Ionic liquids are organic salts that exist in the liquid state near ambient conditions. They exhibit remarkable physical properties and hold great potential for a number of applications across several industries. This dissertation primarily focuses on their use in electrochemical capacitors, or supercapacitors. These are energy storage devices that store energy by physical adsorption of ions at charged interfaces and, as a result, exhibit greater power density and lower energy density than batteries. This dissertation explores some potential means by which the performance of supercapacitors can be increased. One proposed technique is dissolving ionic liquids in organic solvents, by which ion mobility is greatly enhanced and, as a result, power density increased. Fundamental connections between solvent properties and ionic liquid structure and dynamics, however, are not well-understood. We have employed a computational screening study to consider 400 mixtures of ionic liquids in organic solvents. Trends between solvent properties, mixture properties, and their effects on energy storage applications, are discussed. Other topics discussed are the effects of added water content, the effects of confinement in nanopores, and novel 2-D materials called MXenes.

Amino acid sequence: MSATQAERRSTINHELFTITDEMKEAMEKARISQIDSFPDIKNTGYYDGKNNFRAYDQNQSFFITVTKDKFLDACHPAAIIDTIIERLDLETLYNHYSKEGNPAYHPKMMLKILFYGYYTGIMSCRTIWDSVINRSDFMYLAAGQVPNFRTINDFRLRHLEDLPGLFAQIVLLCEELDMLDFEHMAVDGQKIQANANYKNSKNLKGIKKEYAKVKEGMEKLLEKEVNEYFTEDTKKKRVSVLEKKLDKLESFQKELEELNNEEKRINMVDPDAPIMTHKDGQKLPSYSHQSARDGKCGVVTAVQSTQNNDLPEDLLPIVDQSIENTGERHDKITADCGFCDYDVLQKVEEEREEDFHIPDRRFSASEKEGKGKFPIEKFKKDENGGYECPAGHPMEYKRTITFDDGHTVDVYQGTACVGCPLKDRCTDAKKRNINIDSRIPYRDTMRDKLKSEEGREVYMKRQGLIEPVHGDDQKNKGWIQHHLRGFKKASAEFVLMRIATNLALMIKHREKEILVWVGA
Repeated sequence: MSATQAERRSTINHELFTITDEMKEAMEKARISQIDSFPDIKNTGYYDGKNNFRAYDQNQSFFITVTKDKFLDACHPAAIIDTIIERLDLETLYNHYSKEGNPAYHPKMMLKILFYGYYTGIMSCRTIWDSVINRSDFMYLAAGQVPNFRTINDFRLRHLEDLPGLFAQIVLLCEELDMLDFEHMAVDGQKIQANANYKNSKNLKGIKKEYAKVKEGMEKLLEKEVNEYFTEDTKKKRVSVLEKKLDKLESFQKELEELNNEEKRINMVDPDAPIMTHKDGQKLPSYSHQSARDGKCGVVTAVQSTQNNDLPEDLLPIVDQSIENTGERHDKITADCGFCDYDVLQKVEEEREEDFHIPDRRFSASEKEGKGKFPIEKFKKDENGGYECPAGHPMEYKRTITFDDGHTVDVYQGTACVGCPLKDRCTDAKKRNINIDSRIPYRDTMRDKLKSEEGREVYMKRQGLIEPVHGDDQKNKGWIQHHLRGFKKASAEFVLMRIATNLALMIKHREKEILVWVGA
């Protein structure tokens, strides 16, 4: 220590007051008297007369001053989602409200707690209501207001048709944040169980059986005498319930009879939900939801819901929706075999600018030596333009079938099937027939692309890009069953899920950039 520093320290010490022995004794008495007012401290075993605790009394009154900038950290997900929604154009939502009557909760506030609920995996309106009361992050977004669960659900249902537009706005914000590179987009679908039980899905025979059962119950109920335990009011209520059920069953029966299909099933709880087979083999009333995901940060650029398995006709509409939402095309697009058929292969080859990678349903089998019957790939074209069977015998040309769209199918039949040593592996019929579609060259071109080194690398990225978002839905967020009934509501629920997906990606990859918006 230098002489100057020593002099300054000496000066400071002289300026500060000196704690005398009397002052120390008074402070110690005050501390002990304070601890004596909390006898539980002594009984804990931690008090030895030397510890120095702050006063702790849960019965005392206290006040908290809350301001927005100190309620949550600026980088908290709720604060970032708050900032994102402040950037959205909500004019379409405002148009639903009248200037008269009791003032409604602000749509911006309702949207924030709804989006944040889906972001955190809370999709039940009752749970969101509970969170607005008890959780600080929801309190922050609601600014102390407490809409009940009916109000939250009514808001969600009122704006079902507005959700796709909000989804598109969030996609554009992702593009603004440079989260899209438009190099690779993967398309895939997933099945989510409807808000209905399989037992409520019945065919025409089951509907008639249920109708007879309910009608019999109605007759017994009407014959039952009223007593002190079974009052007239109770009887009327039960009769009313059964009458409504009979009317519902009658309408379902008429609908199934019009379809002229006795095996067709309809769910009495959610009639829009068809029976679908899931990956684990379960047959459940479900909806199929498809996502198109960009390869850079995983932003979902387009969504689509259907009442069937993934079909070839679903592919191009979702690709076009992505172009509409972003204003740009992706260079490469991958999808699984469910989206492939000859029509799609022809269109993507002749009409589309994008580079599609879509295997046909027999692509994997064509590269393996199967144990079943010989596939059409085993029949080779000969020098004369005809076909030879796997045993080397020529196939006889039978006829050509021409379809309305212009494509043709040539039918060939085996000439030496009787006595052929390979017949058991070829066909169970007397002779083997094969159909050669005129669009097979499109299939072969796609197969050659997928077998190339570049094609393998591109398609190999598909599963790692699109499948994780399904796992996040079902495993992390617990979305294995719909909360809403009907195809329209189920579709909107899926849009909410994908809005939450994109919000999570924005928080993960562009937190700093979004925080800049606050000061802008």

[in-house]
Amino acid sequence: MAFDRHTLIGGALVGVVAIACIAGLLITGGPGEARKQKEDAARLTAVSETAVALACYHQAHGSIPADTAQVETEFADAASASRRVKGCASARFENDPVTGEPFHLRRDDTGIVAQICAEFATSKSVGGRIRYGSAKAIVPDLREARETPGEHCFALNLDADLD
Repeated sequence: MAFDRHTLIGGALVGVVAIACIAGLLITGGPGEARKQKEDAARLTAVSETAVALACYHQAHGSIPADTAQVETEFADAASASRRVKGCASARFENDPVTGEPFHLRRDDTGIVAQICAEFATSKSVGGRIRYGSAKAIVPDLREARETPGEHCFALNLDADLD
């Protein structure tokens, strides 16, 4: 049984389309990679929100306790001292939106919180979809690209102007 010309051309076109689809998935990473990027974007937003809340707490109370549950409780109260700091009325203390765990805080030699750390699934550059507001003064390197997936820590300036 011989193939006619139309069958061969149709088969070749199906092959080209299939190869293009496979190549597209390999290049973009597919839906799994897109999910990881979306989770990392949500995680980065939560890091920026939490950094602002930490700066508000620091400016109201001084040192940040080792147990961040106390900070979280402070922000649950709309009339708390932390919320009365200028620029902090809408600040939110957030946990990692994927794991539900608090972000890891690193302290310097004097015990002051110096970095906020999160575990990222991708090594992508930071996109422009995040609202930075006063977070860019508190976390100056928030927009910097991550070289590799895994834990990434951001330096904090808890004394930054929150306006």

|Advisor:||Cummings, Peter T.|
|Commitee:||McCabe, Clare, Walker, D. Greg, Laibinis, Paul E.|
|Department:||Chemical and Biomolecular Engineering|
|School Location:||United States -- Tennessee|
|Source:||DAI-B 82/9(E), Dissertation Abstracts International|
|Subjects:||Chemical engineering, Materials science, Computer science|
|Keywords:||Carbide-derived carbons, Electrolytes, Ionic liquids, Molecular dynamics, Molecular simulation, Nanoscience|
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